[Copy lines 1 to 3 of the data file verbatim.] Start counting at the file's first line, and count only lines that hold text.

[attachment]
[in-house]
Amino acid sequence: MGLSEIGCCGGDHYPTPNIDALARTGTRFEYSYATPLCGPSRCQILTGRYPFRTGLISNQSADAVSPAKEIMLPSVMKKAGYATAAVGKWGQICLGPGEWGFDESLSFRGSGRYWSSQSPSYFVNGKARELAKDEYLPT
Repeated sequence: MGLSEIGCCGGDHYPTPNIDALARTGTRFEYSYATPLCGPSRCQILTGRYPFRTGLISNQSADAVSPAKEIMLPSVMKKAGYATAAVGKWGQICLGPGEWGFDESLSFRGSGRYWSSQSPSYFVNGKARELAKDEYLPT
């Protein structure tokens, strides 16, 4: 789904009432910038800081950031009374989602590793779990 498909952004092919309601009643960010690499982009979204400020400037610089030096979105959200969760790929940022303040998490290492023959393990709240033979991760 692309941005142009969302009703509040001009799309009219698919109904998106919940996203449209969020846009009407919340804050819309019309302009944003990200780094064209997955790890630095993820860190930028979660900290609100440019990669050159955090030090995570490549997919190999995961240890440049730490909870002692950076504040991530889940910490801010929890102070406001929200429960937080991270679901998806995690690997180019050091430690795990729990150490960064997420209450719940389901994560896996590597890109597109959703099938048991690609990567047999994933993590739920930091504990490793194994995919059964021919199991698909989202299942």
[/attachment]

[in-house]
Amino acid sequence: MGLSEIGCCGGDHYPTPNIDALARTGTRFEYSYATPLCGPSRCQILTGRYPFRTGLISNQSADAVSPAKEIMLPSVMKKAGYATAAVGKWGQICLGPGEWGFDESLSFRGSGRYWSSQSPSYFVNGKARELAKDEYLPT
Repeated sequence: MGLSEIGCCGGDHYPTPNIDALARTGTRFEYSYATPLCGPSRCQILTGRYPFRTGLISNQSADAVSPAKEIMLPSVMKKAGYATAAVGKWGQICLGPGEWGFDESLSFRGSGRYWSSQSPSYFVNGKARELAKDEYLPT